The B.C. ESA has Changed: What’s New and What’s Coming
Previously printed in the LexisNexis Labour Notes Newsletter.
British Columbia’s NDP government recently moved forward with some significant changes to the province’s Employment Standards Act (“ESA”). The minimum wage and some statutory leaves of absence have been increased, and these changes are merely the start: further and far reaching amendments to the ESA are expected in the near future.
Minimum Wage Has Risen
On June 1, 2018, the minimum wage in B.C. increased from $12.65 to $13.20 per hour. This increase was part of a multi-year plan to raise the minimum wage to $15.20 by June 1, 2021. Further incremental increases are scheduled for June 2019 ($13.85) and June 2020 ($14.60). Employers in industries which rely on minimum wage labour will feel this crunch and, across sectors, these hikes will result in compression in compensation, as starting wages creep into the range of longer service employees.
ESA Leaves Have Increased
Significant changes respecting some ESA statutory leaves came into effect on May 17, 2018.
The most impactful change was to parental leave, which was extended to a potential 61 weeks for birth mothers and 62 weeks for non-birth mothers. When combined with the 17-week pregnancy leave, birth mothers can now take up to 18 months off work. This change brings the combined ESA pregnancy and parental leave into line with the recent changes to the federal Employment Insurance (“EI”) scheme. Prior to this ESA amendment, employees had the option of stretching their EI benefits for an 18-month period, but only had the right to take 52 weeks of leave from their employment. This change will have a significant impact on workplaces across the province, and employers will need to adjust policies and practices to accommodate employees wishing to take an 18-month leave.
Another significant increase has been made to the leave provisions related to compassionate care leave. Previously, employees could take eight weeks of leave to care for their seriously ill loved ones. Workers can now take a total of 27 weeks (within a 52-week period) to care for a family member who is terminally ill and has a significant risk of death within the next 26 weeks (six months).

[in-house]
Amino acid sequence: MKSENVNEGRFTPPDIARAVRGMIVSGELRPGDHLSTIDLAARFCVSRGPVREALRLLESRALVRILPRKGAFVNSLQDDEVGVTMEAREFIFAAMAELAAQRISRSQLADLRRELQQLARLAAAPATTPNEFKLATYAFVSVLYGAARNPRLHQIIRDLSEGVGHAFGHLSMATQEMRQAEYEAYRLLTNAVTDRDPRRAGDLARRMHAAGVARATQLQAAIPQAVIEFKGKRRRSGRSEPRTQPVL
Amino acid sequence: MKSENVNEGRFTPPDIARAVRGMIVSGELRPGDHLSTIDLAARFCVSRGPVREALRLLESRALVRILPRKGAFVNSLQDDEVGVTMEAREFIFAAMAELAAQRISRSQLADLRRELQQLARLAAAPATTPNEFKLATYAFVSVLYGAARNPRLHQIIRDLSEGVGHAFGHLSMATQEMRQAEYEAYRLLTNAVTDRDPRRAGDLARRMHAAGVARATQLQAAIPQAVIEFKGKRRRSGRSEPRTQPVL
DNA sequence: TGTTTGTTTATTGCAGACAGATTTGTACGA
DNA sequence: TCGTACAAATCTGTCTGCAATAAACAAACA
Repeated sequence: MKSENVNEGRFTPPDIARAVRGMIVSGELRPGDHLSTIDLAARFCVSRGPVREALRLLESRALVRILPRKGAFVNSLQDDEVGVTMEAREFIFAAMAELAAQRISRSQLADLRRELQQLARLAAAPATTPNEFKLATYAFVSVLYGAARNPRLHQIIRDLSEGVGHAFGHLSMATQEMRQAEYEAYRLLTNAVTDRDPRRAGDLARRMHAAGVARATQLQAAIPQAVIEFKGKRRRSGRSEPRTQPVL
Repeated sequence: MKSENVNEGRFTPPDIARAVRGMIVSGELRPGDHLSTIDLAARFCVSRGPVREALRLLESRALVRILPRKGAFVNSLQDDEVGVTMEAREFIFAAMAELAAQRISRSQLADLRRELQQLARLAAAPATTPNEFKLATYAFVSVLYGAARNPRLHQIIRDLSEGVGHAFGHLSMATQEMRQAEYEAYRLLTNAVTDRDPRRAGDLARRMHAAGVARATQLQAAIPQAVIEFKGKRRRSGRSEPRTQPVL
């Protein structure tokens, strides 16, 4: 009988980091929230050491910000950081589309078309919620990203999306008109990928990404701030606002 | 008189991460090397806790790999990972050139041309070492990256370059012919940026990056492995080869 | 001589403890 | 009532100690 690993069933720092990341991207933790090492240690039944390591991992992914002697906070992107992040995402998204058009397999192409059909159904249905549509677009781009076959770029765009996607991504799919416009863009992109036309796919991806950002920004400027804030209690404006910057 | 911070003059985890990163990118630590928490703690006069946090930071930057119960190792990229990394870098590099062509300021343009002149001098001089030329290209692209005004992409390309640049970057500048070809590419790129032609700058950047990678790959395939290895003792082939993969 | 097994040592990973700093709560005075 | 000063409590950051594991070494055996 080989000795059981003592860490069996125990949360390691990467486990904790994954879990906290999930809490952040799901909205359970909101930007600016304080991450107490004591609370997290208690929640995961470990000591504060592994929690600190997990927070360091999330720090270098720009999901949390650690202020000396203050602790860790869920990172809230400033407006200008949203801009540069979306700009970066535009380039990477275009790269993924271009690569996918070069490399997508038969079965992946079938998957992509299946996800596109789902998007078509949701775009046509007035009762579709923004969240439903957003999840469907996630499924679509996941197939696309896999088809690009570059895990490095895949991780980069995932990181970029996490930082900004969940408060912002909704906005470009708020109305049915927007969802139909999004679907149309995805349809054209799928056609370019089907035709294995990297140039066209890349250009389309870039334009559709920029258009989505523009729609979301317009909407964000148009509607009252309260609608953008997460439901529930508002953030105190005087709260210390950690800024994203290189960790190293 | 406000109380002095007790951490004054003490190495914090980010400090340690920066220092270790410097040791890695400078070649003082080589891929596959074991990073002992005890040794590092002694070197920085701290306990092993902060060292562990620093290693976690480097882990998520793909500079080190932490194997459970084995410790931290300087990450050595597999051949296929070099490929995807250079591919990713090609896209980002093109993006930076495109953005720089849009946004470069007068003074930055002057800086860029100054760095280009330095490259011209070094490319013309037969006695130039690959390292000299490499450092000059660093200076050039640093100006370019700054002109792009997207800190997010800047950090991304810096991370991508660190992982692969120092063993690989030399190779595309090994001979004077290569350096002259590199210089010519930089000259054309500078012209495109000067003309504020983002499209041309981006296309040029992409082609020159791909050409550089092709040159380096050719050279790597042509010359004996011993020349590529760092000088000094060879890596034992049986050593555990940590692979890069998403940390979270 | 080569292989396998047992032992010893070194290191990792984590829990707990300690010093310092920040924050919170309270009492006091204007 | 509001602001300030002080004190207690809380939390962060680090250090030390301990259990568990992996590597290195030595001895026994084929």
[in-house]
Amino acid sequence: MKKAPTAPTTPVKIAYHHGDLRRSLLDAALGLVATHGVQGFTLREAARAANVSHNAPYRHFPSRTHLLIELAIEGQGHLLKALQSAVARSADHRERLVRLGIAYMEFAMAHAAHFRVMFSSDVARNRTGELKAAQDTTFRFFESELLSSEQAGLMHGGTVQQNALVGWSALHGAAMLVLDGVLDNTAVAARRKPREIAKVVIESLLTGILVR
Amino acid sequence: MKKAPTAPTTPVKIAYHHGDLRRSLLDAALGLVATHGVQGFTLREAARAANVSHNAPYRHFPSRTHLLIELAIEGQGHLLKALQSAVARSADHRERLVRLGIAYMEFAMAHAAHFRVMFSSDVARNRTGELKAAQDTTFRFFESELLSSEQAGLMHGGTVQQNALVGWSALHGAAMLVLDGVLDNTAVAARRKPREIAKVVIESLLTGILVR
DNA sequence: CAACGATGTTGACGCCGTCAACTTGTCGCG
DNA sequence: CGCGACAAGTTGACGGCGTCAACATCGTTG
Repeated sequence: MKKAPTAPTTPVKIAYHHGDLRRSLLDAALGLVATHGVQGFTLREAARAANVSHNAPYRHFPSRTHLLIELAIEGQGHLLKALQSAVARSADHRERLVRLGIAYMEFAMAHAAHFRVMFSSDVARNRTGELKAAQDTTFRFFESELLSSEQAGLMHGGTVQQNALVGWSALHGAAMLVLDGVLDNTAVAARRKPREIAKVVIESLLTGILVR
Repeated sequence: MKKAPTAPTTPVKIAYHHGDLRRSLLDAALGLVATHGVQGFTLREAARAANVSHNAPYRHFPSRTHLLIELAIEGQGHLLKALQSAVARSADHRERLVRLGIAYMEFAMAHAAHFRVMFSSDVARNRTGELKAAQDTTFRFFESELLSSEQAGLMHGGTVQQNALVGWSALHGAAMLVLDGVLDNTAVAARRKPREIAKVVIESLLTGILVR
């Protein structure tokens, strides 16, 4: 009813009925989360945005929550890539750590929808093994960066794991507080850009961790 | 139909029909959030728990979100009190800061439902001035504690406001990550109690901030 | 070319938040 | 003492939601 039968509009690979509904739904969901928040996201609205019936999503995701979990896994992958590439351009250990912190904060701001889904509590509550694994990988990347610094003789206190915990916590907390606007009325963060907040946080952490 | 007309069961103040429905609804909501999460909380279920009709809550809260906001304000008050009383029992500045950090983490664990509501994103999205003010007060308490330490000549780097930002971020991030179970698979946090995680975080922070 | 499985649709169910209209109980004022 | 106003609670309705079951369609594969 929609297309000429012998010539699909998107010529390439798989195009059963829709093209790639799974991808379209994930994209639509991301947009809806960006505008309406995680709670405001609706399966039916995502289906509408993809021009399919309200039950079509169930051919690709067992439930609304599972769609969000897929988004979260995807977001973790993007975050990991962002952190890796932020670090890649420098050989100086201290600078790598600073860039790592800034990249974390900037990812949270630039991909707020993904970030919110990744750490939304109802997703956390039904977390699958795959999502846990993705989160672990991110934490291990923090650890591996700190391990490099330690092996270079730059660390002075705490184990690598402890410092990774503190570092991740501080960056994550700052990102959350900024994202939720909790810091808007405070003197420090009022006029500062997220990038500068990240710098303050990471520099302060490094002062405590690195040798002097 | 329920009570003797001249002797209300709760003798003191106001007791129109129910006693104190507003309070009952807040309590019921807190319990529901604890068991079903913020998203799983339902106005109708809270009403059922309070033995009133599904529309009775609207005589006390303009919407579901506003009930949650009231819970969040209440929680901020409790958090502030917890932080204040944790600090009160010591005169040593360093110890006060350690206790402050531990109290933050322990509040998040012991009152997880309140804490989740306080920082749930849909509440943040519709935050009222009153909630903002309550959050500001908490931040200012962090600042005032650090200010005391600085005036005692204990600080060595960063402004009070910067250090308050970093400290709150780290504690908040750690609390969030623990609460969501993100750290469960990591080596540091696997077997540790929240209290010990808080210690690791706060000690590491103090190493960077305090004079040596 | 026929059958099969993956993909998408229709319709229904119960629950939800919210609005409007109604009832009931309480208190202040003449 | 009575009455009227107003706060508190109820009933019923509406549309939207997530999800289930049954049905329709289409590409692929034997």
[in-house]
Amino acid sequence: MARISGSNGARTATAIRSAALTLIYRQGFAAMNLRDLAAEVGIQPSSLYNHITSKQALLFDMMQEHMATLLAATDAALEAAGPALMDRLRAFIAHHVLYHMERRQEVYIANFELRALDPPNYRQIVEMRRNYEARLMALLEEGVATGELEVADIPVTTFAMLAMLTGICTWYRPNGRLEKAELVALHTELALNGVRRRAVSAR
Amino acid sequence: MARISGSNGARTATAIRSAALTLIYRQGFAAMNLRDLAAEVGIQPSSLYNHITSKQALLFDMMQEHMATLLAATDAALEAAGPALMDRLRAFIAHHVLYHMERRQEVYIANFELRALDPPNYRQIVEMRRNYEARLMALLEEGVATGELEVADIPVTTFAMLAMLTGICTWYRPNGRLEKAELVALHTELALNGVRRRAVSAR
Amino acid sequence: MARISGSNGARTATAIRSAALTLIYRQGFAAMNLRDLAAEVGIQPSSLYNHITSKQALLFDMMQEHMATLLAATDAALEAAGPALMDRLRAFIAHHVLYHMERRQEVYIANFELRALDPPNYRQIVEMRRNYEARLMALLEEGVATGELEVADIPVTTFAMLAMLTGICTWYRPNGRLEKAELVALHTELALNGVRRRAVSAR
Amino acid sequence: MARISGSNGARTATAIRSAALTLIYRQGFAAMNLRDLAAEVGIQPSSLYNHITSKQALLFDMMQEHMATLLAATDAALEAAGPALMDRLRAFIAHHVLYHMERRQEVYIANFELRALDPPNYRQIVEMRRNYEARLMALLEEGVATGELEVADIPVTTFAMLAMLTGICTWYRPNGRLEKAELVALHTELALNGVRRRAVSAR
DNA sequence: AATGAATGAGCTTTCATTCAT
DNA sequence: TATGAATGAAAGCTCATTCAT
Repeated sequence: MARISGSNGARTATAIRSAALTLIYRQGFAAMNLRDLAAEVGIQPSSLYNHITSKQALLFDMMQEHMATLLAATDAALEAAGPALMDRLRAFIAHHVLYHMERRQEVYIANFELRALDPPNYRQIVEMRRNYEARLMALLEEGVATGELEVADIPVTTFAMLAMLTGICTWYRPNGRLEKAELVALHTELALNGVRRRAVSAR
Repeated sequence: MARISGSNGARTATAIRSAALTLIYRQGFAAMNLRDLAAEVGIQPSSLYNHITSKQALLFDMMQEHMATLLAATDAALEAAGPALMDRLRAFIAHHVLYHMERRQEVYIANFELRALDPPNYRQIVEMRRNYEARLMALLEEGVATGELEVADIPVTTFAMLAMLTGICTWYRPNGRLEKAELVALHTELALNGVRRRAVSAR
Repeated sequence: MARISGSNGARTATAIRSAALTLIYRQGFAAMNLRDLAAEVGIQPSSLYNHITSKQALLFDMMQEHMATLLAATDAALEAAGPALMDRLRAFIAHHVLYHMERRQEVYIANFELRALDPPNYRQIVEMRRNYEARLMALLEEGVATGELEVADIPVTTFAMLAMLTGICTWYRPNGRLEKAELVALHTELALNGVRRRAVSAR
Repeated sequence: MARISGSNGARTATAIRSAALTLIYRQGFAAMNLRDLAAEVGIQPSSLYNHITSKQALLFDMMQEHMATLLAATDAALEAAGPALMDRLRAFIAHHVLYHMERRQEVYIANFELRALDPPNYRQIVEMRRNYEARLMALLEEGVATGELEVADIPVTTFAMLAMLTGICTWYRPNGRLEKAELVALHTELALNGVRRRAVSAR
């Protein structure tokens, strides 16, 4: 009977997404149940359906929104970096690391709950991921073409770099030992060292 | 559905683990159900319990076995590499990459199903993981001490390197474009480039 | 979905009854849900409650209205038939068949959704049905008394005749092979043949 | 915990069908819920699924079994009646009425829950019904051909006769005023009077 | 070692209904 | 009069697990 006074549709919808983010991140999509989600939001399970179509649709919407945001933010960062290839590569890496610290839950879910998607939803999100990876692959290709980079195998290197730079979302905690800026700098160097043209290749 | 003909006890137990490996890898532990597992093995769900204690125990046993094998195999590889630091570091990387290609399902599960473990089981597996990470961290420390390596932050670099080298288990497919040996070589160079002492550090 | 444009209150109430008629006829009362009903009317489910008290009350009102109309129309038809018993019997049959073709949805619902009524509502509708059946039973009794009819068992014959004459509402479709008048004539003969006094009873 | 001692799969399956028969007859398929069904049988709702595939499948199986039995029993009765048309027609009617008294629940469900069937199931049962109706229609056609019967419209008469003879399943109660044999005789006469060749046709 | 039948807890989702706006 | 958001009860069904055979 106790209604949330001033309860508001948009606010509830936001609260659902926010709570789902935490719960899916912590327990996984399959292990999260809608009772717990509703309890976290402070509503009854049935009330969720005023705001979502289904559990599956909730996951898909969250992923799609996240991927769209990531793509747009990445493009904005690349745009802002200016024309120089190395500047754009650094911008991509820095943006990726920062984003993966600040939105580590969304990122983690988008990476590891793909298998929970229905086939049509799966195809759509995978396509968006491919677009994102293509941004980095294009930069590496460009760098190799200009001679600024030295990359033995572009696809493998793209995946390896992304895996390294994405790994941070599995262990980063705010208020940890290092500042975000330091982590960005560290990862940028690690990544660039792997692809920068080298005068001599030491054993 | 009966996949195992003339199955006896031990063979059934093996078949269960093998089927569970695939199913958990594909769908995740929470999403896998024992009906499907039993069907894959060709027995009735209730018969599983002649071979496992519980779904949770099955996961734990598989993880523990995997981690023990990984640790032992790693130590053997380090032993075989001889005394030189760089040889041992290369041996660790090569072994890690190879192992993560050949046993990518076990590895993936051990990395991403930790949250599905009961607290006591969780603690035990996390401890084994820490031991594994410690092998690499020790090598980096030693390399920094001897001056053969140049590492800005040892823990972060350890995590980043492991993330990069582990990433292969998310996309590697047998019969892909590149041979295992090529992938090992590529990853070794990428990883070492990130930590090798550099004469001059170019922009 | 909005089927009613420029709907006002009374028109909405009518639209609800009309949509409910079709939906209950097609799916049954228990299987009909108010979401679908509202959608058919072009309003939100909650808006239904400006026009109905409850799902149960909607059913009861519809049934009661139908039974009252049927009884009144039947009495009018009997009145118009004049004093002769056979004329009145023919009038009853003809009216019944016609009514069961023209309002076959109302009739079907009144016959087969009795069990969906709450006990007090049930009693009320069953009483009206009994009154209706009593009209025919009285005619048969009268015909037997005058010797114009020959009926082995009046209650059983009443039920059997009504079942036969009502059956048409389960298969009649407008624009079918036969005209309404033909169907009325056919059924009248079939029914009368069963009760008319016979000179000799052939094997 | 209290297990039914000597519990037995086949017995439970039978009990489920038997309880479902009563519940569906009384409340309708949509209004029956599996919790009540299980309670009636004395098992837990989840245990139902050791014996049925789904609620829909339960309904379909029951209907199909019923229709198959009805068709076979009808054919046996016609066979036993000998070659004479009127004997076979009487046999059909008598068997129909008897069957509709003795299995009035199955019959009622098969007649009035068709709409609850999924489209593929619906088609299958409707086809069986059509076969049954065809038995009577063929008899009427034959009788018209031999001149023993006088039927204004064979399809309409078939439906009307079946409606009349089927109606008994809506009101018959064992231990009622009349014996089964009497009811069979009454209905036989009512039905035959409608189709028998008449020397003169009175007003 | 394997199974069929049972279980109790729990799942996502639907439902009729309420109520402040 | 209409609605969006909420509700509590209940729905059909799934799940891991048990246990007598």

Two new leaves were also introduced for employees dealing with child loss and disappearance. The child death leave provides employees with two years (104 weeks) of protected, unpaid leave in the event they lose a child. This is a significant increase from the previous entitlement, which was a mere three days of bereavement leave. Further, the new crime-related child disappearance leave provides for 52 weeks of unpaid leave. Both of the new leaves must be taken in a single, continuous period unless the employer consents to it being taken intermittently.
More Changes are Coming
These recent amendments are likely just the beginning of changes to the B.C. ESA. On June 21, 2018, the Employment Standards Act Reform Project Committee released a report containing some 78 recommendations for further amendments to the legislation.
The Committee’s broad and comprehensive recommendations would result in major changes such as:
- abolishing overtime banks and providing a new right to refuse overtime without reprisal;
- increasing “call in” pay and restricting last-minute changes to shift schedules;
- loosening restrictions to allow employers to have compressed work weeks without incurring liability for overtime; and
- requiring employees to complete a new three-month qualifying period for statutory leaves.
The Committee has heard feedback from the public and stakeholders, and it is too soon to tell what recommendations will actually result in amendments. However, it is clear that employers should anticipate significant changes to the ESA in the coming months.
Takeaways for Employers
All employers must make sure they are meeting the new minimum wage, and should plan on implementing the further increases that are around the corner. Employers should also review the amended leave provisions in the ESA to ensure they fully understand their new obligations. This is a crucial time to make sure that policies are updated to reflect the new statutory leaves and the extended parental and compassionate care leaves. If top-up pay is provided for pregnancy/parental leave, employers must consider the impact of a longer leave and what changes, if any they will make to this benefit. More changes to the ESA are coming; employers should stay tuned for updates.